‘Mission: Impossible — Rogue Nation’
Director: Christopher McQuarrie
Stars: Tom Cruise, Rebecca Ferguson
4 (out of 5) Globes
The fifth “Mission: Impossible” features Tom Cruise hanging onto the side of a plane mid-takeoff and holding his breath under water for something like five minutes, both at least a little for reals. It has a break-in or two, a lengthy suspense scene during an opera and a car chase that turns into a motorcycle chase, plus one, maybe two more thrilling set pieces we’re forgetting. But it’s also the most stripped-down, aggressive and at times — and only relatively speaking — closest the films series has come to the more modest pleasures of the espionage show that spawned it, if often in name only.
The “Impossible”s is a director’s franchise, tethered to a single, somehow still limber AARP-age star. The director this time is Christopher McQuarrie, still best known for writing “The Usual Suspects,” and a tougher, leaner, more economical talent than Brian De Palma, John Woo, J.J. Abrams and Brad Bird. Frequently “Rogue Nation” threatens to turn as cartoonish as the last batch of “Fast and/or Furious” entries. But even when, say, Cruise’s Ethan Hunt and Simon Pegg’s curiously named fellow operative Benji are trapped in a flipping car, saved only by airbags, there’s an element of sorta-realness — a wink more than the live action equivalent of Looney Tunes mayhem. It’s ridiculous without going Full Monty.
The plot, such as it really matters, does threaten to get too silly — something about a shadowy, SPECTRE-y organization called The Syndicate that is using ex-agents killing world leaders. (Its leader is played by Sean Harris, a reliable tough, cold bastard.) But McQuarrie, who also scripted, treats it as though he was adapting John Le Carre, and one of the dense ones. Cruise and his IMF team — which acronym does not stand for International Money Fund, as it were — are first targeted by a pol (Alec Baldwin, enjoyably fatuous) looking to dissolve them, then blamed for Syndicate crimes, then forced to stop them. Along the way they steal a MacGuffin or two, while Ethan flirts with a mysterious Syndicater, Ilsa (Rebecca Ferguson), who switches allegiances so many times one’s head threatens to implode.
McQuarrie keeps things moving, though, piling distractions to the point that none of it really matters. But they’re well-oiled distractions, not just the comin’-at-ya garble of the second “Avengers.” One set piece, the opera one, takes its time setting itself up, then keeps pulling the rug out. The motorcycle chase panders to speed junkies but also knows to pause for a clear one-shot wow-shot. It smoothly slips in humor, most of them thanks to its star. Cruise, the alleged last movie star, sometimes almost kills himself to entertain you, but even better is when he does almost nothing — just a brief moment of quiet panic on his face or a nervous eye dart. He even allows a really good joke about how he’s really, really short.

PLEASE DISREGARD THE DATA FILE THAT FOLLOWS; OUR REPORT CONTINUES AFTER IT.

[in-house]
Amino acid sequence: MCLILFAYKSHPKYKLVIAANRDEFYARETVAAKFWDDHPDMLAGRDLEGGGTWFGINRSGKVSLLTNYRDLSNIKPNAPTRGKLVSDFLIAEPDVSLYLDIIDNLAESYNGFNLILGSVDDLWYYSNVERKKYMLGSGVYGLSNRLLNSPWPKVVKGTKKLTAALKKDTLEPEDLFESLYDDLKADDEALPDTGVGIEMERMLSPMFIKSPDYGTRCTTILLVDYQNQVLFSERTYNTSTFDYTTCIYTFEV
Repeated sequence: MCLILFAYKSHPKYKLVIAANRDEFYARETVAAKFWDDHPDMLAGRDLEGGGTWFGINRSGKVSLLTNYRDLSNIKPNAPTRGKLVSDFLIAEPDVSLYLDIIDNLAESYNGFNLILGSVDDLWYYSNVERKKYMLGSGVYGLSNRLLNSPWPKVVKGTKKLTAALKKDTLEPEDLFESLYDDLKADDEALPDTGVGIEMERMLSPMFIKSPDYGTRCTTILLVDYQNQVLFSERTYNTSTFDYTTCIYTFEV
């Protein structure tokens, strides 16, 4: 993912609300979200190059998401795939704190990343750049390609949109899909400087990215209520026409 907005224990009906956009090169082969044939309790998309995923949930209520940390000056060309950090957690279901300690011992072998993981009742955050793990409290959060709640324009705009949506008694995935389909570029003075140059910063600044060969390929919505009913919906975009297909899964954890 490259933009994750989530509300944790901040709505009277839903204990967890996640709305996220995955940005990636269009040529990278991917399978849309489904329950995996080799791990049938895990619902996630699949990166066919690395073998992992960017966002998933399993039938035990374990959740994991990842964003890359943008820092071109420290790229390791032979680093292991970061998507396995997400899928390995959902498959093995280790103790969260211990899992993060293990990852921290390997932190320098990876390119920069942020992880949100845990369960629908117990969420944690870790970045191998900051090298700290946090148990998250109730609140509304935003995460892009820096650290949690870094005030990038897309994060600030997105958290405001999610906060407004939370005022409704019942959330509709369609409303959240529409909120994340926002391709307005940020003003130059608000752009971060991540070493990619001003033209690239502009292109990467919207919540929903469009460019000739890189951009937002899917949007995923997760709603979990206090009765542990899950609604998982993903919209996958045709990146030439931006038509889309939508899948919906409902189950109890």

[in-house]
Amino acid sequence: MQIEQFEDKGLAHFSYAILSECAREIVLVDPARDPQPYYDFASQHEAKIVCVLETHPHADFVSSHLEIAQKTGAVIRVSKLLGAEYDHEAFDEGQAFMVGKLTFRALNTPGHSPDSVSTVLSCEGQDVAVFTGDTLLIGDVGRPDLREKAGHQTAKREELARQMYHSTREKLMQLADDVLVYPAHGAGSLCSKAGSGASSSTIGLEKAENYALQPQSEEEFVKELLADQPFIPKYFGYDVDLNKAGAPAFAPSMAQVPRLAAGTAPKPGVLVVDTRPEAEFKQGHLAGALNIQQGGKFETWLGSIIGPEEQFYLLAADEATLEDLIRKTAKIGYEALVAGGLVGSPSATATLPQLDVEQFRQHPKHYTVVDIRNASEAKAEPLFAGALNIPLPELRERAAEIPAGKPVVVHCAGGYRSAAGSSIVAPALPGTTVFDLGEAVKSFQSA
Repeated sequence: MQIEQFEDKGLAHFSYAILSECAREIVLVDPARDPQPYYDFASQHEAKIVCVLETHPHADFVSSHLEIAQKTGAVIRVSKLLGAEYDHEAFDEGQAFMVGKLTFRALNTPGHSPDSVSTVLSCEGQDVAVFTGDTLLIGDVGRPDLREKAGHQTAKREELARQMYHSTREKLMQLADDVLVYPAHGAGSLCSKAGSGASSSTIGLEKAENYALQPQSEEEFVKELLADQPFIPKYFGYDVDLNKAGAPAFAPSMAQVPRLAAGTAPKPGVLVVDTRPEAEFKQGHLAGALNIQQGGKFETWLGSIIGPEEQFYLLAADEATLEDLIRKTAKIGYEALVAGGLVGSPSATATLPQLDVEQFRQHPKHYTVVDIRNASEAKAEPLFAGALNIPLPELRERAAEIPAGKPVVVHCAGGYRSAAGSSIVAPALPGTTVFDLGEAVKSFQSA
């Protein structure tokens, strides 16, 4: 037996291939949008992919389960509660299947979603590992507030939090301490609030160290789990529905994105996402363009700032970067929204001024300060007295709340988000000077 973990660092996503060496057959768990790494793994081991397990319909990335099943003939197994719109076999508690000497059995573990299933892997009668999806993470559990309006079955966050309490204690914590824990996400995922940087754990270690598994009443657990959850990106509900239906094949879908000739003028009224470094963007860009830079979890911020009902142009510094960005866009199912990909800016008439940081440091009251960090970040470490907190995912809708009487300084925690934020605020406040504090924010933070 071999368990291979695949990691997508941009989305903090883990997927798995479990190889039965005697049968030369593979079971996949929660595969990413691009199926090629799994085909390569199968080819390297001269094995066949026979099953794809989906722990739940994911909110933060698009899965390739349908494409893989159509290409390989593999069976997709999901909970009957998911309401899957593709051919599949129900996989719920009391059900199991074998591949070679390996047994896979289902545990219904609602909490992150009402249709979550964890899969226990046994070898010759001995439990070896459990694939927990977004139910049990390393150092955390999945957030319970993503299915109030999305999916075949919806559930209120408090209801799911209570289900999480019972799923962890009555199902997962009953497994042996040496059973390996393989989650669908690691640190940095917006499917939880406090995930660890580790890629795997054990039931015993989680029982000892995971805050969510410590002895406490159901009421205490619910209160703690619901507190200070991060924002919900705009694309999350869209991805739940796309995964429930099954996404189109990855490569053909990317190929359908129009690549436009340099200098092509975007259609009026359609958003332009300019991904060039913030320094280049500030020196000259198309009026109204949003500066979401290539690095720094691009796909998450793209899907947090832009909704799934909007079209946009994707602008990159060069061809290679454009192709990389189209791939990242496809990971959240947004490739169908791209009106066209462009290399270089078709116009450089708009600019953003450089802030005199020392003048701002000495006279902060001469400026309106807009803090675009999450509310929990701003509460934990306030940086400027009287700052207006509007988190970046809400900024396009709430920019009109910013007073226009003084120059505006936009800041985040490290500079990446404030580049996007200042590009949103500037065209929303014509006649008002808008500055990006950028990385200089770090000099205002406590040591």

Cruise also allows the film to be stolen by his relatively unknown costar, Rebecca Ferguson, a Swedish-British actress who combines a melancholic, vulnerable face — she looks like she should be in a period drama about a land war — with a detached brutality. Ilsa likes to scale tall thugs then dispense head trauma, and she regularly goes blow-for-blow with her more famous screen partner, albeit in quick cuts that emphasize the power/hide the fact that they can’t really fight and/or are secretly old. They have sexual chemistry, not a romance, and they help obscure any shortcomings en route to an ending that has a simplicity you’d see on the show — one of three or four moments in the entire film series that’s actually like its nifty source.
Among those shortcomings is — and bear with this postscript — its seriously confused politics. IMF, we’re told by a hissbale Baldwin, should be ended because they operate without oversight or regulation. Meanwhile they’re fighting what is essentially a version of them — a group of agents operating without oversight or regulation, only they’ve turned out to be evil, unlike the IMF, who will surely always still good. (Even though, as in the first film, their most famous member, Agent Phelps, did himself turn bad.) It’s kind of funny seeing an outspoken liberal like Baldwin being the goon demanding government oversight, but it’s odd McQuarrie thought to breach this subject at all. Films about shadowy organizations, like this or Bond’s MI6, are enjoyable as fiction in part because they seem larger than life. Once you bring them these fantasies into reality, defending them only seems reactionary, or in this case incoherent. But, again, this can be ignored so long as impregnable fortresses are being impregnated and Cruise is proving again he’s an action god who should never have been doubted, which is to say almost always.